Mohawk RCMP officer speaks out about racism he experienced on the job

·4 min read
Mohawk RCMP officer speaks out about racism he experienced on the job
Jeremy Tomlinson was recruited to a special unit fighting organized crime in 2017 after 15 years with the RCMP. (Submitted by Jeremy Tomlinson - image credit)
Jeremy Tomlinson was recruited to a special unit fighting organized crime in 2017 after 15 years with the RCMP. (Submitted by Jeremy Tomlinson - image credit)

"When you come into the office in the morning, are you Mohawk or are you an RCMP employee?"

The question was asked of Jeremy Tomlinson, a Mohawk police officer from Kanesatake, Que., during a 2019 interview with a superior.

Radio-Canada has listened to a recording of the interview. It's just one piece of evidence in a case Tomlinson is building against his employer.

He's filed a complaint with the RCMP External Review Committee, an independent administrative tribunal that conducts impartial case reviews and issues findings and recommendations for appeal decisions in certain RCMP employment and labour relations matters.

In addressing the committee, he's hoping to be granted damages to account for the loss of revenue associated with a blocked promotion and suspension without pay.

Tomlinson also accuses the RCMP of having "a management which not only ignored a toxic environment of inappropriate comments, racist comments, but which encouraged racism against the Indigenous by letting it happen."

Throughout his career, Tomlinson said he's witnessed racist comments and prejudice against Indigenous people.

"I'll give you an example. An officer colleague used mouthwash and said he was going to take 'a native shot'. Hearing this almost every day in the office was unpleasant," he said.

After 15 years of service with the RCMP, Tomlinson was recruited in 2017 to be part of a new special team to fight organized crime in Indigenous communities in Quebec.

He thought that things might get better once he joined the special unit. But on the new team, he ran into different problems.

'They started to question my allegiance'

Working to co-ordinate a drug bust in a Mohawk town, Tomlinson felt the resources being deployed for the operation were disproportionate. He told his supervisor so.

"In our communities, if the police arrive with helicopters and armoured vehicles, you could provoke the whole population. The Oka Crisis happened in 1990 and we're still talking about it 30 years later," he told Radio-Canada.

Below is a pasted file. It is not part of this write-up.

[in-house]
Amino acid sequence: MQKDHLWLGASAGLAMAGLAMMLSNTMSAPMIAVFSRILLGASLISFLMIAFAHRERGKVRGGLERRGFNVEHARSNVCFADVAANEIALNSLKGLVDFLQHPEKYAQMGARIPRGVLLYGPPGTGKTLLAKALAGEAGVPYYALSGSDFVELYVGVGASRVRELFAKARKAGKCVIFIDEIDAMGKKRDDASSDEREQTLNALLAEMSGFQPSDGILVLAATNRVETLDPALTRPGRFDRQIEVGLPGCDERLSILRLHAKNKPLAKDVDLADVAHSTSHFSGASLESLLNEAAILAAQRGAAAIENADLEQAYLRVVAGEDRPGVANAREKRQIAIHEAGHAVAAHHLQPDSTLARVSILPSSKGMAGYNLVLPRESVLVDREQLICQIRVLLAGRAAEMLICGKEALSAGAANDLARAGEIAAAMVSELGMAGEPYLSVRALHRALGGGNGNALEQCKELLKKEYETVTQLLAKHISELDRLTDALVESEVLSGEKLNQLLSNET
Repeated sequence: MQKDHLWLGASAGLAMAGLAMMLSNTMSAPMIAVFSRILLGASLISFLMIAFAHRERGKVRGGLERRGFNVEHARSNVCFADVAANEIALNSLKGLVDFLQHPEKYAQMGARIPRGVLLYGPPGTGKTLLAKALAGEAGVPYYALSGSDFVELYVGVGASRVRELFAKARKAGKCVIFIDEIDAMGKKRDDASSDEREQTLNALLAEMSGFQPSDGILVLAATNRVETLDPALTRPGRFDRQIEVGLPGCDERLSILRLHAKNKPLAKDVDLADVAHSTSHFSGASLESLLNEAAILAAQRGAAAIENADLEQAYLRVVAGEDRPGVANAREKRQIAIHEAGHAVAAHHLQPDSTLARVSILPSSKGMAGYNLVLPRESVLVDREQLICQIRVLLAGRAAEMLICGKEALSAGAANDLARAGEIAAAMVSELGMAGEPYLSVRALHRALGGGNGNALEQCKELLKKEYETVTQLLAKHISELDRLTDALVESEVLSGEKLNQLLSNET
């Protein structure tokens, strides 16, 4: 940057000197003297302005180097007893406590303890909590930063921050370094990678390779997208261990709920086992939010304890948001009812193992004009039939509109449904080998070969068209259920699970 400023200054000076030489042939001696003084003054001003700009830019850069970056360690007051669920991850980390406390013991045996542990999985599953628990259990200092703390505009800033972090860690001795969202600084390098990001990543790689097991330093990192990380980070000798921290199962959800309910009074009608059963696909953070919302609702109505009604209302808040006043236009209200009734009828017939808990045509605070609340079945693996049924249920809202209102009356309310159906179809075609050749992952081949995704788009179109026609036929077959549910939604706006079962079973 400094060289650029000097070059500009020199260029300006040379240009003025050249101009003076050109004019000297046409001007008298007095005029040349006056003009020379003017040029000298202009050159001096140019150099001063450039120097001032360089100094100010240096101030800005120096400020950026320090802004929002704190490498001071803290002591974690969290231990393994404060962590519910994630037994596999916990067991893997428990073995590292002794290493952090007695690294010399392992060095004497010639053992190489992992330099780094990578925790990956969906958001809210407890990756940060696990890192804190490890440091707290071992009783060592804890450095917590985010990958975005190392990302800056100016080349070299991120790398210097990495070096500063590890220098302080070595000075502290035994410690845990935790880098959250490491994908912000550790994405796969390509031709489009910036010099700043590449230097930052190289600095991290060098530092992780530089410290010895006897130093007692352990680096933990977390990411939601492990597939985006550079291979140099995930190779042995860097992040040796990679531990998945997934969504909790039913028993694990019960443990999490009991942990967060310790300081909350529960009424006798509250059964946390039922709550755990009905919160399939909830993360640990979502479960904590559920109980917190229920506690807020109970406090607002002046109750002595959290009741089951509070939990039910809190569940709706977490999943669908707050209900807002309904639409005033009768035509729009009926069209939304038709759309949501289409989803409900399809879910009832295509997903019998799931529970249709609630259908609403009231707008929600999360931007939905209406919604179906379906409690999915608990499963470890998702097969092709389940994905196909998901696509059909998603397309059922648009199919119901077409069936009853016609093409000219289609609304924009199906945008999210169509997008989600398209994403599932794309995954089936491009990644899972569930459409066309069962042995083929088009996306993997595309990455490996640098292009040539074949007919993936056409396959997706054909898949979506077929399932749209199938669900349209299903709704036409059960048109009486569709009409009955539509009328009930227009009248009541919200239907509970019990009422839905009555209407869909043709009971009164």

Tomlinson later learned that his position was not well received by his bosses.

"They started to question my allegiance to the RCMP."

WATCH | RCMP is failing to retain Indigenous officers:

Tomlinson began to feel singled out by his bosses. He was sanctioned for claiming a $17 meal he had while on a mission which included an overnight stay at a hotel, which he was not entitled to.

According to Tomlinson, some of his colleagues made the same mistake, but he was the only one punished. The sanction was 12 days without pay and a suspension from being promoted for two years.

He filed a harassment complaint but it was dismissed by the RCMP commander responsible for Quebec territory, Division C, in Montreal.

Between 2017 and 2019, Tomlinson was the subject of two ethics investigations.

It was during these investigations that Tomlinson was asked whether he identified first as a Mohawk or an officer.

He replied: "I am a Mohawk who works as an RCMP officer. If you believe that I can't be both, tell me."

Blocked for promotion

Tomlinson filed the complaint to the RCMP External Review Committee after he learned that he'd been selected for the rank of sergeant by the RCMP's National Promotion Unit. But he was never able to take advantage of it because of the sanctions imposed by his commander.

It will be up to RCMP Commissioner Brenda Lucki to make a final decision based on what the external committee recommends.

Tomlinson has been on leave from work since 2019. It had become impossible, he said, to conduct investigations without fear of constant criticism from his bosses.

A spokesperson for the RCMP told CBC in an email that the agency cannot comment on the case as it is "currently before the External Review Committee. Out of respect for the impartiality of this process, it would be inappropriate for the RCMP to comment further at this time."

However, the spokesperson did say that the RCMP is "growing as an organization to ensure all employees feel valued and respected."

"Racism and discrimination have no place in the RCMP, and through our Vision 150 plan, we're taking concrete actions to modernize and advance equity, accountability and trust in our organization," reads the statement.

Vision 150 is the RCMP's plan to modernize by its 150th anniversary in 2023.

Some of the efforts include developing a new mandatory anti-racism training course for all employees and releasing an Equity, Diversity and Inclusion Strategy.

Currently, Tomlinson is living in his hometown of Kanesatake, spending time with his two children.

"They've asked me several times: 'Dad, why aren't you a police officer anymore?'"

"It's a heavy question. I don't want my kids to develop hate toward other people but what do I tell them? There is a whole reality that I face, that other Indigenous people face," said Tomlinson. "I'm afraid they too are going to have to face it when they grow up."

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